The principles of control theory assert that feedback often leads to unstable behaviour and oscillatory dynamics. Examples include engineering systems such as thermostats and steering devices, as well as natural and biological systems. Feedbacks can undermine homeostatic and metabolic stability in the human body, for example, in glycemic control and diabetes. In yet another setting, feedback-induced oscillations have emerged as governments have tried to control the spread of the covid-19 pandemic crisis with containment measures such as social distancing, lock downs and quarantine.
Recent research has demonstrated that compartimentalised epidemic models display oscillations in the presence of feedbacks stimulated by the infection rate and infection states – that is, if individuals tend to modify their contact rates with others, and therefore the chance of infection spreading, based on what they observe about the current level of infection in the population. In a new paper inspired by this recent work, LML External Fellow Fabio Caccioli and Daniele De Martino of the Biofisika Institute and Ikerbasque Basque Foundation for Science now study the SIS and SIR models in a full microscopic settings on random networks in presence of a feedback that changes the structure of the underlying social network. They show that such feedback do trigger self-oscillations.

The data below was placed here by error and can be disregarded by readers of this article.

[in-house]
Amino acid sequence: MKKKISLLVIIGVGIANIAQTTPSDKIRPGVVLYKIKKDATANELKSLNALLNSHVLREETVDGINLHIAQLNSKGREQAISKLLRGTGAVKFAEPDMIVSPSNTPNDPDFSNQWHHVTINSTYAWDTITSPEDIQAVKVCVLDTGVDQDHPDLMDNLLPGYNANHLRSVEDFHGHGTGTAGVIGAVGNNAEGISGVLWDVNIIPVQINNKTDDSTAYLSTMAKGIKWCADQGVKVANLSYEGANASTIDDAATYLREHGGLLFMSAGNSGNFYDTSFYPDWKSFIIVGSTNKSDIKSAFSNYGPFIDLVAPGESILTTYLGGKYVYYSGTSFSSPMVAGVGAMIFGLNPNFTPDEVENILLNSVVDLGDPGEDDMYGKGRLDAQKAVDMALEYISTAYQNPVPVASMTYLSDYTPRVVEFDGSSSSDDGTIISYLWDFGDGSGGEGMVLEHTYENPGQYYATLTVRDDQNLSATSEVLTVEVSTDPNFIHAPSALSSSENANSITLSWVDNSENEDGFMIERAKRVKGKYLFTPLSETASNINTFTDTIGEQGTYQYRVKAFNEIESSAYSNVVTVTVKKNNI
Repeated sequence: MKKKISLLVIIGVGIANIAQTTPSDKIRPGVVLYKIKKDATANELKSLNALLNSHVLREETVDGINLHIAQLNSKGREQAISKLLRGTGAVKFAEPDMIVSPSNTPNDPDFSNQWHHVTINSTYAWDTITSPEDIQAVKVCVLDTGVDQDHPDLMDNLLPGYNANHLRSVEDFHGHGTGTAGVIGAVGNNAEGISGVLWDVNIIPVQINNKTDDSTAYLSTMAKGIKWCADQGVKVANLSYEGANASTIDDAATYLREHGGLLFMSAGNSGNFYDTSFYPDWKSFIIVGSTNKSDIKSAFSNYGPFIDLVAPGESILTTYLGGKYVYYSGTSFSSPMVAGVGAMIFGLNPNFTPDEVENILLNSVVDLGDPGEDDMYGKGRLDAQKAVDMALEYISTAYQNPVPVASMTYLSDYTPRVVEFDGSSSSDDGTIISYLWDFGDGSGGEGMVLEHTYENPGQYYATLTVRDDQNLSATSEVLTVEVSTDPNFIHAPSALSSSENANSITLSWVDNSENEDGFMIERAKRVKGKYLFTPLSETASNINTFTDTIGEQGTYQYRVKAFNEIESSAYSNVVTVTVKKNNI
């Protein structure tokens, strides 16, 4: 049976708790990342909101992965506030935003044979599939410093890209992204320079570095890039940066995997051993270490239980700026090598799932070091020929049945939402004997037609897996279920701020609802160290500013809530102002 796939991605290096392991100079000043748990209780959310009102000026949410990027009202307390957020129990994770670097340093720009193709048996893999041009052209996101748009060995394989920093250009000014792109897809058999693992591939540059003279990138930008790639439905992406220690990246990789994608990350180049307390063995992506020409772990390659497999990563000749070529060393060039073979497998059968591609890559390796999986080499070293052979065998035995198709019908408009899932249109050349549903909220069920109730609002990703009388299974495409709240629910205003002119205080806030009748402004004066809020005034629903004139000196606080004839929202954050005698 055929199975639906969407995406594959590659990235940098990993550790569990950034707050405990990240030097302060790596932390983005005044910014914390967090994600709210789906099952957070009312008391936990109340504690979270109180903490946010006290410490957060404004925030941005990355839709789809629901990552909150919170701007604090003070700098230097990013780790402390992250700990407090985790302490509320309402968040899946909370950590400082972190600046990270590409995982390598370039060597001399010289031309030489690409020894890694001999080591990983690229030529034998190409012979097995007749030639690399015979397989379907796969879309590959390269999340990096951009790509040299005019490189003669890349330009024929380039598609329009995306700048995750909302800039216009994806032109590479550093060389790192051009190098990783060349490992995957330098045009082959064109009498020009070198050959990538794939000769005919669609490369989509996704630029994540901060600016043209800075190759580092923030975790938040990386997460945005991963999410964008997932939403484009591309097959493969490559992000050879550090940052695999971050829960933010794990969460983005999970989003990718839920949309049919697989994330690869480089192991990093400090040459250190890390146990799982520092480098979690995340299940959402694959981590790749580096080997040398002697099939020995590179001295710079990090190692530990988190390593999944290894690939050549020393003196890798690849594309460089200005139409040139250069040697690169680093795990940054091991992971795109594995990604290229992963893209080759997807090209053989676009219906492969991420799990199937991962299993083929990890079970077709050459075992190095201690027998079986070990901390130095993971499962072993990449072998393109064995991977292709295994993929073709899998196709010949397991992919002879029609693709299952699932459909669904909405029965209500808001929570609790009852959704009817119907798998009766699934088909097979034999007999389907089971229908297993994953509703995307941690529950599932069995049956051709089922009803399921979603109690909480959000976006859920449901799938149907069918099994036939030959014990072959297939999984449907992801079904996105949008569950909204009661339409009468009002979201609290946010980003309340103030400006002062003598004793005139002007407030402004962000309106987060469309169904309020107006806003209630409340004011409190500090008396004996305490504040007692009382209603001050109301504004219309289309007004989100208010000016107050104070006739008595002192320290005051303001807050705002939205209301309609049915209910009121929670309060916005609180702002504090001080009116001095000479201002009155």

These results, they note, support a recent general theory of feedback-induced oscillations in large systems of interacting elements, where certain connectivity properties play the role of the control parameter. In order to mimic the occurrence of lock downs, Caccioli and De Martino focus on a simple discontinuous feedback control, where a certain fraction of links is deleted if the fraction of infections exceeds a given threshold 𝐼1. The same links are then be reinstated once the fraction of infections has been reduced below a second threshold value 𝐼1 < 𝐼2. This class of models is described by time-independent equations and parameters, yet gives rise to emergent self-oscillations.
The paper is available at https://arxiv.org/abs/2012.02552